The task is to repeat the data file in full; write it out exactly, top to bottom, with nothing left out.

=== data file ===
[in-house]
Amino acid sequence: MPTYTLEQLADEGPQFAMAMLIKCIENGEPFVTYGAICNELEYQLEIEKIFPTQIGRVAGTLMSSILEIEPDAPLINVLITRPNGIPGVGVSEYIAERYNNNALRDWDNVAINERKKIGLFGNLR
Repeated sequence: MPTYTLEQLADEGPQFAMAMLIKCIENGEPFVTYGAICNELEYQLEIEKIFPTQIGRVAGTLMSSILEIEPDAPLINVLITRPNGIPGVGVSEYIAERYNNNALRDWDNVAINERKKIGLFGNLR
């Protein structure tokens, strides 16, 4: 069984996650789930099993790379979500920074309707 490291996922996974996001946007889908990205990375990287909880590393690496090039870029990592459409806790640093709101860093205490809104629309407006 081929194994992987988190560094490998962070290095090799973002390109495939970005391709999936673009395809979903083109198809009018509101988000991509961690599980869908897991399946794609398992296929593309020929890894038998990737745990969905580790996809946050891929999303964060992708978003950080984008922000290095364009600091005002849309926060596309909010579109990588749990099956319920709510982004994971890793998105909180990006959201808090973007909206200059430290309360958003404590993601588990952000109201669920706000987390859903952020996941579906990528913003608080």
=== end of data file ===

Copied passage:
[in-house]
Amino acid sequence: MPTYTLEQLADEGPQFAMAMLIKCIENGEPFVTYGAICNELEYQLEIEKIFPTQIGRVAGTLMSSILEIEPDAPLINVLITRPNGIPGVGVSEYIAERYNNNALRDWDNVAINERKKIGLFGNLR
Repeated sequence: MPTYTLEQLADEGPQFAMAMLIKCIENGEPFVTYGAICNELEYQLEIEKIFPTQIGRVAGTLMSSILEIEPDAPLINVLITRPNGIPGVGVSEYIAERYNNNALRDWDNVAINERKKIGLFGNLR
């Protein structure tokens, strides 16, 4: 069984996650789930099993790379979500920074309707 490291996922996974996001946007889908990205990375990287909880590393690496090039870029990592459409806790640093709101860093205490809104629309407006 081929194994992987988190560094490998962070290095090799973002390109495939970005391709999936673009395809979903083109198809009018509101988000991509961690599980869908897991399946794609398992296929593309020929890894038998990737745990969905580790996809946050891929999303964060992708978003950080984008922000290095364009600091005002849309926060596309909010579109990588749990099956319920709510982004994971890793998105909180990006959201808090973007909206200059430290309360958003404590993601588990952000109201669920706000987390859903952020996941579906990528913003608080």